Mr Makenzie invites us to "come and see water at 80° forcing water at 60° uphill." Now, suppose we did see water at 80° forcing water at 60° uphill, we would only have an ocular demonstration that the apparatus in which this took place was fitted up on a wrong principle. We would be looking at an apparatus in which the colder water was floating or forcing the hotter water up out of the boiler into the flow-pipe ; but once the hotter gets into the flow-pipe, a change takes place, and the hotter forces the colder uphill. Could anything be more condemnatory of the practice of having the piping fixed with a continuous ascent than that, when so fixed, the process of circulation takes place as here described 1 If it is right both in theory and practice that the colder water should force the hotter up out of the boiler, it is right that the colder should force the hotter uphill at all points of the apparatus. The law is, that when two fluids of different densities are in immediate contact with one another, that of greater density descends and takes the lowest place, and that of lesser density ascends and takes the highest.
And therefore, if the hotter water lifts the colder at any point of the apparatus, it is a proof that the method on which the latter is fitted up tends more to hinder than to facilitate the process of circulation.
Mr Makenzie tells us that " atmospheric air is lighter than water bulk for bulk." This fact I think is pretty generally understood by most people. But atmospheric air cannot force water bulk for bulk uphill. It takes a column of atmospheric air somewhere about forty-five miles high to balance a column of water somewhere about thirty-five feet high. And a column of atmospheric air of the above height could not force the water uphill one inch unless the pressure of the atmosphere was removed by a mechanical or other contrivance from the upper end of the tube in which the water is wanted to rise.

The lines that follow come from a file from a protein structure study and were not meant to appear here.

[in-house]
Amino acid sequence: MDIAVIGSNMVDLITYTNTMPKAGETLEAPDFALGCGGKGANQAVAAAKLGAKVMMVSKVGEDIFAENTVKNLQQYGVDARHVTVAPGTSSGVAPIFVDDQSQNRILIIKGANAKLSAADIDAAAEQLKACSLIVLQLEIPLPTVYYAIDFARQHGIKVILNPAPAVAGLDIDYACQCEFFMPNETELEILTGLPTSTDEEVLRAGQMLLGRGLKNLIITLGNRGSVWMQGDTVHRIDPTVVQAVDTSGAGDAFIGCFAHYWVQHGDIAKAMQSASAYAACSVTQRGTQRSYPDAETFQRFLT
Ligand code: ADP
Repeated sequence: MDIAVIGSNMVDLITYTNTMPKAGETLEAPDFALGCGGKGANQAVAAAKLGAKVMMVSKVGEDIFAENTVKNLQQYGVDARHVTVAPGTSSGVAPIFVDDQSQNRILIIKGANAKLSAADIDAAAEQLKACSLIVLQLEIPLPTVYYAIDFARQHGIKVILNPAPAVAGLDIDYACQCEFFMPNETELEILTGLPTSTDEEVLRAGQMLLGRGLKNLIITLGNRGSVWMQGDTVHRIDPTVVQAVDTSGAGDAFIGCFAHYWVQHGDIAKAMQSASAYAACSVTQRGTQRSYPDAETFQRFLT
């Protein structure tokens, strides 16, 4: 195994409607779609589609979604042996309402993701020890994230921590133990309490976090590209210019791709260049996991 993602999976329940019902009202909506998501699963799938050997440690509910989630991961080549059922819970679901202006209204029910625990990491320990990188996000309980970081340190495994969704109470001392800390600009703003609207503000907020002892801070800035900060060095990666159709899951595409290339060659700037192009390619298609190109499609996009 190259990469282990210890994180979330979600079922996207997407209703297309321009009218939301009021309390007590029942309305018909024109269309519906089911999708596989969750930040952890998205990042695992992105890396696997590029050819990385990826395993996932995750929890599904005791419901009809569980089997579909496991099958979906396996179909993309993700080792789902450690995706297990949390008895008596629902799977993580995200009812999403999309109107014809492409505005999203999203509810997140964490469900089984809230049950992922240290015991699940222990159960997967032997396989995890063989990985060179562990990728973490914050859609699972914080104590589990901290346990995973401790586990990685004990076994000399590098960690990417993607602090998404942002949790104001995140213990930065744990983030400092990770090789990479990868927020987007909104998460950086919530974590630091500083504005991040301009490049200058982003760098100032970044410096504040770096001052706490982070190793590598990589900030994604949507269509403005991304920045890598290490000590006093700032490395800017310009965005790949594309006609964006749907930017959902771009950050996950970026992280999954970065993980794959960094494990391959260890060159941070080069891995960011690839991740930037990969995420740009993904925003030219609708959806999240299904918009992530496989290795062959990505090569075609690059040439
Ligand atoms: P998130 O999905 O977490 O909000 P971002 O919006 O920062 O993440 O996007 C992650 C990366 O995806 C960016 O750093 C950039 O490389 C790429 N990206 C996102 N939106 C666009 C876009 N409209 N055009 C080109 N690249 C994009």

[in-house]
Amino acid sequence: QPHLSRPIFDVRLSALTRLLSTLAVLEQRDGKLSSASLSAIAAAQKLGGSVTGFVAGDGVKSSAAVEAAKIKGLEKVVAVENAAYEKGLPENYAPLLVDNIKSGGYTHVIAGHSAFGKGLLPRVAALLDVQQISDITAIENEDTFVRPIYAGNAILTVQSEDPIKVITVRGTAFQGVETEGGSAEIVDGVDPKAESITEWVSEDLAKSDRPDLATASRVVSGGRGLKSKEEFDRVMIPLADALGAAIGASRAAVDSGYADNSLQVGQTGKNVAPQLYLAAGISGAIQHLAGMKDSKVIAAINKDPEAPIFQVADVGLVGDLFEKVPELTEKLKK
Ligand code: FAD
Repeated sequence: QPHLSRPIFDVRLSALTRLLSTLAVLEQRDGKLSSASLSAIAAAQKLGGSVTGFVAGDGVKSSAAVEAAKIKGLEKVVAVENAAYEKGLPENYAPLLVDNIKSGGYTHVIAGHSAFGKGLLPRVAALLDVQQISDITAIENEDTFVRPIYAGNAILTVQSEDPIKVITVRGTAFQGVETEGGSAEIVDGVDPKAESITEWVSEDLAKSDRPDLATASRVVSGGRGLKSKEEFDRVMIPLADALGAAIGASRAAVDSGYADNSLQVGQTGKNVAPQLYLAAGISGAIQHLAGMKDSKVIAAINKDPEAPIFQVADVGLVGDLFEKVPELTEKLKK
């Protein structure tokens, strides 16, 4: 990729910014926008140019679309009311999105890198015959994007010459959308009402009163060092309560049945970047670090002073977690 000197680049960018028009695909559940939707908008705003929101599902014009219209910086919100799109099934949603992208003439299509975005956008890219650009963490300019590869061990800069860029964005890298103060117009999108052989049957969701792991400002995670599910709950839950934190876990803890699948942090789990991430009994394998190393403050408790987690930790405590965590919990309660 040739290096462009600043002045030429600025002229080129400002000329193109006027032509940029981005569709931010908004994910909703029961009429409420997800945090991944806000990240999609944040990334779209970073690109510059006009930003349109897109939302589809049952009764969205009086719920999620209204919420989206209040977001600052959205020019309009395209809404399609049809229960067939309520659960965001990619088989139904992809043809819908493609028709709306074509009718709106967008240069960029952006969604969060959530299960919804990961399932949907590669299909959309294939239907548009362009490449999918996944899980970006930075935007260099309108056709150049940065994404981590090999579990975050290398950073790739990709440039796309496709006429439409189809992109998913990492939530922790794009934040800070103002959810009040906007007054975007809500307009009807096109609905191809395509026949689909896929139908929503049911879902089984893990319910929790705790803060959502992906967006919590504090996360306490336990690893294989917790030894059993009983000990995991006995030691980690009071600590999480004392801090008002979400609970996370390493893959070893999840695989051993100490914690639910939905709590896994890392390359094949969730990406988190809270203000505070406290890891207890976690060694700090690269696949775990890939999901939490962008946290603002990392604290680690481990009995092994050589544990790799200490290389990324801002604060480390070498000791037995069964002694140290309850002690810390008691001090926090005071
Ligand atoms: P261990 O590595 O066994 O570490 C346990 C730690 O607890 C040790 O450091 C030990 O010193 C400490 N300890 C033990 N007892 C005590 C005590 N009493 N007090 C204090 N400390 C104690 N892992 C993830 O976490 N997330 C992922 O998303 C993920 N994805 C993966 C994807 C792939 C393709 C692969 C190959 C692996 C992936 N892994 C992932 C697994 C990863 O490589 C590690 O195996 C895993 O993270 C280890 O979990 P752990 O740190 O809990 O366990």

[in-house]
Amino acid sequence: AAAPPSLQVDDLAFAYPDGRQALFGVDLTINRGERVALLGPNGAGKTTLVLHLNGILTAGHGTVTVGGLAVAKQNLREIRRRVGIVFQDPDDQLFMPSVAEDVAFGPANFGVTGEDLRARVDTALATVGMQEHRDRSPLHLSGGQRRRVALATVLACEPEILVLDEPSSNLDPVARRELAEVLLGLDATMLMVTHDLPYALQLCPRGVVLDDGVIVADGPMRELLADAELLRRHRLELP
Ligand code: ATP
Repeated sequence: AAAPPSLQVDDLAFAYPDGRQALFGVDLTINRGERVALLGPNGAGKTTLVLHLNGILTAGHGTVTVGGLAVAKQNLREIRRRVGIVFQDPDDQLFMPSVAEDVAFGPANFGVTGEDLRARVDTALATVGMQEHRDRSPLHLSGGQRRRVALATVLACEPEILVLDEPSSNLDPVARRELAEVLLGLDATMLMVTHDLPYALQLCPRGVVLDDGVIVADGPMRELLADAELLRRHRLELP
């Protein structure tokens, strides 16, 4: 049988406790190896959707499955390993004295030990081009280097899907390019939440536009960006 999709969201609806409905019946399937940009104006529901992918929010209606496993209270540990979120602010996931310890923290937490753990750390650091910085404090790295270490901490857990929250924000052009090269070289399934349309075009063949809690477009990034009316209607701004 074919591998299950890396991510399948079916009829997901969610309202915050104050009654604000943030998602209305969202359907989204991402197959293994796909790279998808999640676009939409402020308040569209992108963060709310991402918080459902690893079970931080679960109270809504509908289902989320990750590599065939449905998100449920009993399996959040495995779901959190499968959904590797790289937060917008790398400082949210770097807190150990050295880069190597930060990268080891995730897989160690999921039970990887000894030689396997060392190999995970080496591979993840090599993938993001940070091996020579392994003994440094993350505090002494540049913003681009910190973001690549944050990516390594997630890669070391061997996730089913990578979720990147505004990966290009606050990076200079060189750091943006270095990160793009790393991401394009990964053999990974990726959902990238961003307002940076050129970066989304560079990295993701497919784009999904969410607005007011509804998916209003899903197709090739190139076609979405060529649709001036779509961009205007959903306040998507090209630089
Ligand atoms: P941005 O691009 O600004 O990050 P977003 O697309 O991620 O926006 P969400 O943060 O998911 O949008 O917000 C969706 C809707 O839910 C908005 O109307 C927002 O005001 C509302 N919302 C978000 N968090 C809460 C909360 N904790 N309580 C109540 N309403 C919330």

The "suction-pump" theory of circulation will not work alike at all points of the apparatus, nor will the", "strata" theory. We therefore conclude that neither is the right theory. The latter works alike at all points, and "does not take up a fragment of the subject and forget all the rest".
I agree with Mr Henry J. Pearson that "glass houses are, or should be, arranged so that plants may be grown successfully, with the greatest economy of labour possible, not to put hot-water apparatus in; and a system which will not admit of doors and paths being placed where required is at once condemned, even if the water does circulate the best in that form." But if Mr Pearson thinks that the method of erecting the hot-water apparatus recommended by me would be prejudicial to the growth of plants, or interfere with the economical working of the houses to which it was applied, he is mistaken in his conclusions. The same facilities for having "doors and paths where required" are offered by the method I advocate as are offered by the method in general practice. And by adopting the former we get over the necessity for those "unmitigated nuisances," as Mr Makenzie truly terms them - deep stokeholes, and for dipping and rising again of the pipes. When "dips" occur, they render the circulation uncertain and extremely difficult.